Introduction to Crummey Trusts

There are many different types of trusts that people can use as part of their estate plan, some more well-known than others. One such trust is known as the “Crummey” trust, named for the case of Crummey v. Commissioner, 397 F.2d 82 (9th Cir. 1968). A Crummey trust is an irrevocable trust that enables annual gifts to be made to children or grandchildren or others (the trust beneficiaries) without giving the beneficiaries control of the funds.

Tax Advantages

The advantage of a Crummey trust is the ability of the donor(s) to utilize their annual gift tax exclusion amount, $14,000 this year, to transfer property from their taxable estate to their heirs in trust free of gift or estate tax. (The $14,000 applies to each recipient.)

Present Gift Taxes

The $14,000 annual gift tax exclusion amount applies to “present” gifts, and not “future” gifts, and gifts in trusts are typically future gifts. A Crummey trust, however, includes a limited power of withdrawal (a “Crummey” withdrawal power) enabling a trust beneficiary the right to withdraw funds deposited in the trust for a limited period of time, typically 30 or 60 days. This withdrawal power converts a future gift into a present gift, and makes the Crummey trust a powerful tool for transferring money out of the donor’s estate tax fee.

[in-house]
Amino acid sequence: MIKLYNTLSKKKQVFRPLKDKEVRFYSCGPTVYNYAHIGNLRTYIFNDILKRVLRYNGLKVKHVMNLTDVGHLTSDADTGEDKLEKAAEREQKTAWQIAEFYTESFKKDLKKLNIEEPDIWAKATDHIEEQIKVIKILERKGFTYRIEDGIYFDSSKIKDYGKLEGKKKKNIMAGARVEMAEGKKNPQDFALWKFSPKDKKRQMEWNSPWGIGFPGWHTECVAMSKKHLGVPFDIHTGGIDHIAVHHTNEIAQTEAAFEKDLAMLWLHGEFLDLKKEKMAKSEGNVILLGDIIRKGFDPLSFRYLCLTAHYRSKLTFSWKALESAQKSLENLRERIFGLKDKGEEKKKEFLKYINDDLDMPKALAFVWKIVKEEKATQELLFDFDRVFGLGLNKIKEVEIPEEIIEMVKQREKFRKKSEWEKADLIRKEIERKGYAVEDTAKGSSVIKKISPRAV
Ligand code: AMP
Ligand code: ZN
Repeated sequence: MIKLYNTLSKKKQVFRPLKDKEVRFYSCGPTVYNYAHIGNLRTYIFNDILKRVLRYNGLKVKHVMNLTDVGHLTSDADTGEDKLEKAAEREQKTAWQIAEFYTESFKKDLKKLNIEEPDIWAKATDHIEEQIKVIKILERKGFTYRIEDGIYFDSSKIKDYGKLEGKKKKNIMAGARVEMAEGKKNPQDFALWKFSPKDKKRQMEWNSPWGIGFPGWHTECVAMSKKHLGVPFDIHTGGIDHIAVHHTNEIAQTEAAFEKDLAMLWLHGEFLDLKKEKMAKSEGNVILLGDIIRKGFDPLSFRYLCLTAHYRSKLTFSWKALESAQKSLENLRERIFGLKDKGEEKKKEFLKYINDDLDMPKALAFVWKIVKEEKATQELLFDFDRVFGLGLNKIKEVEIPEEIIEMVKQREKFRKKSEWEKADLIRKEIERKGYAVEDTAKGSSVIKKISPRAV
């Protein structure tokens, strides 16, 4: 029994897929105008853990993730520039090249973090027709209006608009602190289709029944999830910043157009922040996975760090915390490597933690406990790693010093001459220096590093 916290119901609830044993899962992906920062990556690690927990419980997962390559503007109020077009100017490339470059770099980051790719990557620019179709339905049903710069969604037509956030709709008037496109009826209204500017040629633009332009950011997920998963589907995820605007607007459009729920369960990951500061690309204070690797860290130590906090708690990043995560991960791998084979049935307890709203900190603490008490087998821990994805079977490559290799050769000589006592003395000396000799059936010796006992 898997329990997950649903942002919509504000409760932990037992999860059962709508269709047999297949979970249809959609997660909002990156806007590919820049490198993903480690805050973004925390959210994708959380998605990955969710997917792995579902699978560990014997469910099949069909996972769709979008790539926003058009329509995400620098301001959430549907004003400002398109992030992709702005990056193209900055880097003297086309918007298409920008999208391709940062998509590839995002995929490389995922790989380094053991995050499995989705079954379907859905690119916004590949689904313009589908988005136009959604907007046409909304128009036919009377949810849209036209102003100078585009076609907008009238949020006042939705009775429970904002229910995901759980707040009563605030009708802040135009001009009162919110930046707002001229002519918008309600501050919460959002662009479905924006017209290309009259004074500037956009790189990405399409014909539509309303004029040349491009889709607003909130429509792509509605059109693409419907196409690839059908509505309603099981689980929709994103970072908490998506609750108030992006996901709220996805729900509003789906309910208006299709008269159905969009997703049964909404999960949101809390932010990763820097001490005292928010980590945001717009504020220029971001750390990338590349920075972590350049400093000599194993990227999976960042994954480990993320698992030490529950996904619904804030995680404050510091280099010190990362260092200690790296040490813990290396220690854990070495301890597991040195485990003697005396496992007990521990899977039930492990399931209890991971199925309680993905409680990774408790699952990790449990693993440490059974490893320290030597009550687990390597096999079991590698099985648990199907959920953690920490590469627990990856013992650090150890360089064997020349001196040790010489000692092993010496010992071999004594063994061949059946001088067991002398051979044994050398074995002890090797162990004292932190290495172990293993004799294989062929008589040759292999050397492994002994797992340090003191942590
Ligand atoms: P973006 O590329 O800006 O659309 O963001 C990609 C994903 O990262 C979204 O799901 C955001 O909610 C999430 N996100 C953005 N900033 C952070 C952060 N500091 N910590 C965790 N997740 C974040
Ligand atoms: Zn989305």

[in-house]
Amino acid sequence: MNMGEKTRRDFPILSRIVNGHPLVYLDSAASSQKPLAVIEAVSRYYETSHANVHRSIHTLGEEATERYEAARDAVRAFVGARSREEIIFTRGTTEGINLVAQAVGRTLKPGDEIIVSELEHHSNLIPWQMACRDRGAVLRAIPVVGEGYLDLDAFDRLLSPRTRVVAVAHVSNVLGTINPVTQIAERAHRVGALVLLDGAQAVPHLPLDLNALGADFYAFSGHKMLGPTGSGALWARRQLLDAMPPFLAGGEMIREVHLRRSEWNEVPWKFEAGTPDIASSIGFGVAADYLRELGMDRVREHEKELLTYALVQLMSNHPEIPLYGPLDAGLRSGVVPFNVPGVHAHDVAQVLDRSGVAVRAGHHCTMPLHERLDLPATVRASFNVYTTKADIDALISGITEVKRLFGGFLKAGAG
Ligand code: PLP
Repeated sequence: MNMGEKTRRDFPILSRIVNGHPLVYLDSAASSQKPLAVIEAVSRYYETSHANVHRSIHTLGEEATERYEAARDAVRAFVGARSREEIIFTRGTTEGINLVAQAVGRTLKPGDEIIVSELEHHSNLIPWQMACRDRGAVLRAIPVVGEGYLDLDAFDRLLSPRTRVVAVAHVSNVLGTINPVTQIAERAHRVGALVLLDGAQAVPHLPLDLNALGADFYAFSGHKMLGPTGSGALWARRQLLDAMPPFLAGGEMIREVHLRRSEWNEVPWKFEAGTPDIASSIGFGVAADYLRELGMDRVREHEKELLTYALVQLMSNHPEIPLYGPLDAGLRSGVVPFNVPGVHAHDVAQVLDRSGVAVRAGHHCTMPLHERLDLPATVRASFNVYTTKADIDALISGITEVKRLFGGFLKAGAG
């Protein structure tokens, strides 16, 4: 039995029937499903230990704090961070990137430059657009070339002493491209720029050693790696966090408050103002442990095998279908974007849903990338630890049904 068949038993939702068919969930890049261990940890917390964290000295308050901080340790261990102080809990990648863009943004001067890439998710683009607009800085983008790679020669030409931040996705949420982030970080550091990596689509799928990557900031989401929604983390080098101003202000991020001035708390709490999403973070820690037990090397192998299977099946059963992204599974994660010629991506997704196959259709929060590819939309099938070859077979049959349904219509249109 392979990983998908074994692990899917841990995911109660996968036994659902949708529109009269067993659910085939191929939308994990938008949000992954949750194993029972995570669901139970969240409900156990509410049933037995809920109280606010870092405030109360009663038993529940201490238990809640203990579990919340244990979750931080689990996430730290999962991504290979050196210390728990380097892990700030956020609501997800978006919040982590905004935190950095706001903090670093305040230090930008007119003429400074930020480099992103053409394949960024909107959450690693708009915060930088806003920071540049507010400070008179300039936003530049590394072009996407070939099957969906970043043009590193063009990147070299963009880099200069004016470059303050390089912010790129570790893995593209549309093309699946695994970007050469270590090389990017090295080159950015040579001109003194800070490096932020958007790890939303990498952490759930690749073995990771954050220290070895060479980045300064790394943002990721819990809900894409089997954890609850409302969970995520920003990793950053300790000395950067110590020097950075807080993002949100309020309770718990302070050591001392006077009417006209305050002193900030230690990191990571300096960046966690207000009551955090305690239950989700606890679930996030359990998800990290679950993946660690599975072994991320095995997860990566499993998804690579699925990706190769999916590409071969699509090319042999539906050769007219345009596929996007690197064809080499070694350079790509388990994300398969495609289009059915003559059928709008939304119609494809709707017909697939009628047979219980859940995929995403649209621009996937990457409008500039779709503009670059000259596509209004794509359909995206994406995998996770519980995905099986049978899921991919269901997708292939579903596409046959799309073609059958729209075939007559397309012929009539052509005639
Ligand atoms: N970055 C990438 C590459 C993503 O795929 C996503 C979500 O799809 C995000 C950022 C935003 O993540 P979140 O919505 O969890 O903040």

Potential Downside

In order for the donor to claim the annual gift tax exclusion, each beneficiary must have a Crummey withdrawal power, and each beneficiary may use that power (within the limited time period specified in the trust) thereby potentially undermining the donor’s long-term plan of transferring wealth out of their estate in trust.  

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